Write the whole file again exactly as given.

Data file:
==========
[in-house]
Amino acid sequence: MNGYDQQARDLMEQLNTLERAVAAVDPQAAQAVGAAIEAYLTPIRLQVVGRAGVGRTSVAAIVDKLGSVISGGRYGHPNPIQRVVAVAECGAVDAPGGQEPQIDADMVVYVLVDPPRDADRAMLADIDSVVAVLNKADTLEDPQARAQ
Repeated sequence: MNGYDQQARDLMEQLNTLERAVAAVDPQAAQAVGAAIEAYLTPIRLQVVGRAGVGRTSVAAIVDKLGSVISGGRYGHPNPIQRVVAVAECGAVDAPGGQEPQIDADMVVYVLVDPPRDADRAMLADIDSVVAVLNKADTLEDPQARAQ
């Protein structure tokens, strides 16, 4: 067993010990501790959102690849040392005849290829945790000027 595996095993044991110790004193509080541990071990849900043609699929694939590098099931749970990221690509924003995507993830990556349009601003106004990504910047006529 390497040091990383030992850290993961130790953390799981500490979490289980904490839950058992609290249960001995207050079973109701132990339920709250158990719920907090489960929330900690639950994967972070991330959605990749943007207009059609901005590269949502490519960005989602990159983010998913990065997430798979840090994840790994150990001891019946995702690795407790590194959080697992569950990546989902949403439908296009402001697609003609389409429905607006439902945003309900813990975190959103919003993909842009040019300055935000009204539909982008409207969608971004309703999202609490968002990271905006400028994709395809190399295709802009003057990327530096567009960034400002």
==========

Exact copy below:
[in-house]
Amino acid sequence: MNGYDQQARDLMEQLNTLERAVAAVDPQAAQAVGAAIEAYLTPIRLQVVGRAGVGRTSVAAIVDKLGSVISGGRYGHPNPIQRVVAVAECGAVDAPGGQEPQIDADMVVYVLVDPPRDADRAMLADIDSVVAVLNKADTLEDPQARAQ
Repeated sequence: MNGYDQQARDLMEQLNTLERAVAAVDPQAAQAVGAAIEAYLTPIRLQVVGRAGVGRTSVAAIVDKLGSVISGGRYGHPNPIQRVVAVAECGAVDAPGGQEPQIDADMVVYVLVDPPRDADRAMLADIDSVVAVLNKADTLEDPQARAQ
């Protein structure tokens, strides 16, 4: 067993010990501790959102690849040392005849290829945790000027 595996095993044991110790004193509080541990071990849900043609699929694939590098099931749970990221690509924003995507993830990556349009601003106004990504910047006529 390497040091990383030992850290993961130790953390799981500490979490289980904490839950058992609290249960001995207050079973109701132990339920709250158990719920907090489960929330900690639950994967972070991330959605990749943007207009059609901005590269949502490519960005989602990159983010998913990065997430798979840090994840790994150990001891019946995702690795407790590194959080697992569950990546989902949403439908296009402001697609003609389409429905607006439902945003309900813990975190959103919003993909842009040019300055935000009204539909982008409207969608971004309703999202609490968002990271905006400028994709395809190399295709802009003057990327530096567009960034400002």